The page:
Coronavirus is driving a new wave of corporate social responsibility (CSR). The global pandemic has become a litmus test for how seriously companies are taking their CSR and their work with key stakeholders: the community, employees, consumers and the environment.
Home-schooling is becoming the new way of learning, exposing many parents to what their children know and do.
Companies are donating money, food and medical equipment to support people affected by the coronavirus. Others are giving to healthcare workers, including free coffee at McDonald’s Australia and millions of masks from Johnson & Johnson.
Many are supporting their customers, from Woolworths introducing an exclusive shopping hour for seniors and people with disabilities to Optus giving free mobile data so its subscribers can continue to connect.
6. Reimagined Education
The sixth positive outcome is massive transformation in education. True, most of it was not by choice. With schools closing down all around the world, many teachers are digitalising the classroom, offering online education, educational games and tasks and self-led learning.
We are globally involved in one of the largest-scale experiments in changing education at all levels. Home-schooling is becoming the new way of learning, exposing many parents to what their children know and do.
Similarly, universities are leading remote learning and use state-of-the-art solutions to keep students engaged. Some universities are using augmented and virtual reality to provide near real-life experiences for galvanising students’ curiosity, engagement and commitment and for preparing students for the workplace.
Finally, the seventh gift that COVID-19 is giving us is a new sense of appreciation and gratefulness. It has offered us a new perspective on everything we have taken for granted for so long – our freedoms, leisure, connections, work, family and friends. We have never questioned how life as we know it could be suddenly taken away from us.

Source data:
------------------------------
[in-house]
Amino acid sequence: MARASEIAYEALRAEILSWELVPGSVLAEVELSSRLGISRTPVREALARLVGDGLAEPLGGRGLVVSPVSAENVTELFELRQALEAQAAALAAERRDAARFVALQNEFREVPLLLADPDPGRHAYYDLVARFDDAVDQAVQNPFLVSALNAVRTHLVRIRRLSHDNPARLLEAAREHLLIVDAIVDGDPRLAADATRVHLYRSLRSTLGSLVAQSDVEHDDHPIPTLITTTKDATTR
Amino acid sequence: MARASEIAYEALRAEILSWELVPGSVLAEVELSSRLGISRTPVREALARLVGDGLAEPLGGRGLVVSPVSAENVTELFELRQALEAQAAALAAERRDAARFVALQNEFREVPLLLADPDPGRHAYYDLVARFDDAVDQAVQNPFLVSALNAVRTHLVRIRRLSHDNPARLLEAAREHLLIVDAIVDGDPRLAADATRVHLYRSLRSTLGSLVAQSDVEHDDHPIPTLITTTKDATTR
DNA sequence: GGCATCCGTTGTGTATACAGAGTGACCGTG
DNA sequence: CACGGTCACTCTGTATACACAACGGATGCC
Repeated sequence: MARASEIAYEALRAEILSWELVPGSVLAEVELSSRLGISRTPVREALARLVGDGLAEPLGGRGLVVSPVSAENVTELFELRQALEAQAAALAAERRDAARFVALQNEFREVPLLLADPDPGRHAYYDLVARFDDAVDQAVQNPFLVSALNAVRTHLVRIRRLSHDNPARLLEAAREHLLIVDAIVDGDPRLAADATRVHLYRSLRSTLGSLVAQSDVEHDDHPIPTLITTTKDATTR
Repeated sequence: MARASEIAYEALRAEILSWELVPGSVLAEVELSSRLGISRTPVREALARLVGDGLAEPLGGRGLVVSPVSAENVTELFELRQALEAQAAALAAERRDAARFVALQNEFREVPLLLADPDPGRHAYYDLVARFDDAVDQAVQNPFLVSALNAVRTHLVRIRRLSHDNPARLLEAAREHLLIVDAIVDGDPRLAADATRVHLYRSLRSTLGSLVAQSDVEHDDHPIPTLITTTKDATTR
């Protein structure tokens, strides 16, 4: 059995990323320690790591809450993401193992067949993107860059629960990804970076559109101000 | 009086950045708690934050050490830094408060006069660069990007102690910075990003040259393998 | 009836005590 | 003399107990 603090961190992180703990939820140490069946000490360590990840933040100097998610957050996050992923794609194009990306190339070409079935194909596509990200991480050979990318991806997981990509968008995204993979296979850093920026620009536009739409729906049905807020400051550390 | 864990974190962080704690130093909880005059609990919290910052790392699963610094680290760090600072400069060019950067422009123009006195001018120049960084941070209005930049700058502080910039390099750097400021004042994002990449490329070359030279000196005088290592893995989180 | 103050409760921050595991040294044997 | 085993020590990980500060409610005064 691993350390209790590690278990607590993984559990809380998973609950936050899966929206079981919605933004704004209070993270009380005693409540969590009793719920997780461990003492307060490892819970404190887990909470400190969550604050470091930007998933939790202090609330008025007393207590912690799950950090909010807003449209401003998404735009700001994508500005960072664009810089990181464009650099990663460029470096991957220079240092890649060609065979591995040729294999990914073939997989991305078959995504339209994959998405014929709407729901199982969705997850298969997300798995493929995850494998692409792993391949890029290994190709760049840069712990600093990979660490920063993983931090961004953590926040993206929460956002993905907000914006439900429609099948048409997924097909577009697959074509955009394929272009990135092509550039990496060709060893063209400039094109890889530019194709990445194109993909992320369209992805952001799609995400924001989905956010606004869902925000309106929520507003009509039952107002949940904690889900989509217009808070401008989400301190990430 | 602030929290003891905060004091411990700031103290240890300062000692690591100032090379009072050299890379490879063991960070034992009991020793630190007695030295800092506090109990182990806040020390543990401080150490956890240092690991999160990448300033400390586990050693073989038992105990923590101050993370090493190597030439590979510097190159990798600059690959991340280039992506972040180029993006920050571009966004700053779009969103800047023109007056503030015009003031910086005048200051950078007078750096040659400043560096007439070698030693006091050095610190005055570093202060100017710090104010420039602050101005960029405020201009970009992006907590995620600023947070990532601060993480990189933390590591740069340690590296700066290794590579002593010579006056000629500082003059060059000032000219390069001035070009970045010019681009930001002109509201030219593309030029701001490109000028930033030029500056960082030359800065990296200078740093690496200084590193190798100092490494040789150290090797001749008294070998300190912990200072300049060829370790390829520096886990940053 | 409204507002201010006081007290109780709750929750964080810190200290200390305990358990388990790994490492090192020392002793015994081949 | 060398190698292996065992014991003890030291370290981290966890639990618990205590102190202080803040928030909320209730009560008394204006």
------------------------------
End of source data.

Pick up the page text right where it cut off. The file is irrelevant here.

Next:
Hopefully, when this crisis is over, we will exhibit new levels of gratitude. We have also learned to value and thank health workers who are at the frontline of this crisis, risking their lives everyday by just showing up to their vital work. This sense of gratefulness can also help us develop our resilience and overcome the crisis in the long-term.
All of these positive aspects come at a great price of death, sickness and a depressed global economy. As heartbreaking and frightening as this crisis is, its positive outcomes can be gifts we should not overlook. If we ignore them, all of this becomes meaningless.
It will be up to us to change ourselves and our system to continue with the positive environmental impact, peace, connectedness, innovation, corporate responsibility, reimagined education and gratitude. This crisis will end. We will meet again. We can do so as better human beings.
Debbie Haski-Leventhal is a Professor of Management at the Macquarie Business School. She is a TED speaker and the author of Strategic Corporate Social Responsibility: Tools and Theories for Responsible Management and The Purpose-Driven University.
This story was originally published on The Lighthouse, Macquarie University’s showcase of world-changing research, news, expert comment and data-backed opinions. To read the original story, click here.